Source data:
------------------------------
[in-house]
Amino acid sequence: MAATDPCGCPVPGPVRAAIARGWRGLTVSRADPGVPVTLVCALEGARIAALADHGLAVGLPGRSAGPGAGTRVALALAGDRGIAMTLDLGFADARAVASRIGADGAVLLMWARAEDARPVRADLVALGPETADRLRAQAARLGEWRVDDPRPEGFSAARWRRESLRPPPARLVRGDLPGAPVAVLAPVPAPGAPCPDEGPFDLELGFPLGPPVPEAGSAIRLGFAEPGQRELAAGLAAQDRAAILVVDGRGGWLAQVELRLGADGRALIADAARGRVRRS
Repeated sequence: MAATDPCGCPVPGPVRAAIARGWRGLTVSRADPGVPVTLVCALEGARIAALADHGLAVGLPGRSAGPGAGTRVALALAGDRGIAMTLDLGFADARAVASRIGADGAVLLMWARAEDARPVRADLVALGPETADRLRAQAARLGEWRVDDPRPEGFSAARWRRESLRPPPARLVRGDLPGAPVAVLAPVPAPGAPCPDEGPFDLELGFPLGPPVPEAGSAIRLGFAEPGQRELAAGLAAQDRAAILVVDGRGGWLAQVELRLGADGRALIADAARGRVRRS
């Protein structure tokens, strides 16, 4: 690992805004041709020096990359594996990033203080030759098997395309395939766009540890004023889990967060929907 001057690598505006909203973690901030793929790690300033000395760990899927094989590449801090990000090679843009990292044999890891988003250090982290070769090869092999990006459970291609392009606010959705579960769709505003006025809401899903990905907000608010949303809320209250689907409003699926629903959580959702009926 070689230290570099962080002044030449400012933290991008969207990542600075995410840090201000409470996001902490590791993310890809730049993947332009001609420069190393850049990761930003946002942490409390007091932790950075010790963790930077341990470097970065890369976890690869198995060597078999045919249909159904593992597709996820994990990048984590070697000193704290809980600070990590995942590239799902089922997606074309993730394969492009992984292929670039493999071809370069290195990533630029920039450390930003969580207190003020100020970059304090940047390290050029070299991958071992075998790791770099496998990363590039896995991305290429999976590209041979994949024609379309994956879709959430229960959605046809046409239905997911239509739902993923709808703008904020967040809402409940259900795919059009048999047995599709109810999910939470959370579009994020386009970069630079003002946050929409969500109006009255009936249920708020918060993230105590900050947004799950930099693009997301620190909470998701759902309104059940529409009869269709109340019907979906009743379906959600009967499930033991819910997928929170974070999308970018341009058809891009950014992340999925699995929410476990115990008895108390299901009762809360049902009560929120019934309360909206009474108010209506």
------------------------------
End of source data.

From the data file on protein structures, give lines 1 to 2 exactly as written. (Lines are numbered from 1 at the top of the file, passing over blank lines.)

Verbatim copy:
[in-house]
Amino acid sequence: MAATDPCGCPVPGPVRAAIARGWRGLTVSRADPGVPVTLVCALEGARIAALADHGLAVGLPGRSAGPGAGTRVALALAGDRGIAMTLDLGFADARAVASRIGADGAVLLMWARAEDARPVRADLVALGPETADRLRAQAARLGEWRVDDPRPEGFSAARWRRESLRPPPARLVRGDLPGAPVAVLAPVPAPGAPCPDEGPFDLELGFPLGPPVPEAGSAIRLGFAEPGQRELAAGLAAQDRAAILVVDGRGGWLAQVELRLGADGRALIADAARGRVRRS